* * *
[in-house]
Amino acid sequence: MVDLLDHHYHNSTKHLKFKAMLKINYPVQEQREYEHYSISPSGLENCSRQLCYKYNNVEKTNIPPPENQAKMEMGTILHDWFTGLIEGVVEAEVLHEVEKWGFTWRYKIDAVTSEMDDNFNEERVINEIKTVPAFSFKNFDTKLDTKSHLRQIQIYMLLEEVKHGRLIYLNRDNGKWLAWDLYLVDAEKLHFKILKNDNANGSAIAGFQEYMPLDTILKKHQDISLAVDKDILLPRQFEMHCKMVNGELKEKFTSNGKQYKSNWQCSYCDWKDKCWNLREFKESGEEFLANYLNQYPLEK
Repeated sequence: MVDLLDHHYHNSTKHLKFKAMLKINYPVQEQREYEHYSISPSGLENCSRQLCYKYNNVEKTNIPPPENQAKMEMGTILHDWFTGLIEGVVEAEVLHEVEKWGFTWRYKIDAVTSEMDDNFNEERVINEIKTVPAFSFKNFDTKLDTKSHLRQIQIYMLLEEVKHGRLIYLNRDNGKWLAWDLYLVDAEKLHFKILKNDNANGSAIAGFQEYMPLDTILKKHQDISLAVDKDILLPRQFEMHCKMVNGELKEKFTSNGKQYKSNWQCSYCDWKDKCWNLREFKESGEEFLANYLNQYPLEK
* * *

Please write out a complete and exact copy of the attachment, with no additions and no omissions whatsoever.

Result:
[in-house]
Amino acid sequence: MVDLLDHHYHNSTKHLKFKAMLKINYPVQEQREYEHYSISPSGLENCSRQLCYKYNNVEKTNIPPPENQAKMEMGTILHDWFTGLIEGVVEAEVLHEVEKWGFTWRYKIDAVTSEMDDNFNEERVINEIKTVPAFSFKNFDTKLDTKSHLRQIQIYMLLEEVKHGRLIYLNRDNGKWLAWDLYLVDAEKLHFKILKNDNANGSAIAGFQEYMPLDTILKKHQDISLAVDKDILLPRQFEMHCKMVNGELKEKFTSNGKQYKSNWQCSYCDWKDKCWNLREFKESGEEFLANYLNQYPLEK
Repeated sequence: MVDLLDHHYHNSTKHLKFKAMLKINYPVQEQREYEHYSISPSGLENCSRQLCYKYNNVEKTNIPPPENQAKMEMGTILHDWFTGLIEGVVEAEVLHEVEKWGFTWRYKIDAVTSEMDDNFNEERVINEIKTVPAFSFKNFDTKLDTKSHLRQIQIYMLLEEVKHGRLIYLNRDNGKWLAWDLYLVDAEKLHFKILKNDNANGSAIAGFQEYMPLDTILKKHQDISLAVDKDILLPRQFEMHCKMVNGELKEKFTSNGKQYKSNWQCSYCDWKDKCWNLREFKESGEEFLANYLNQYPLEK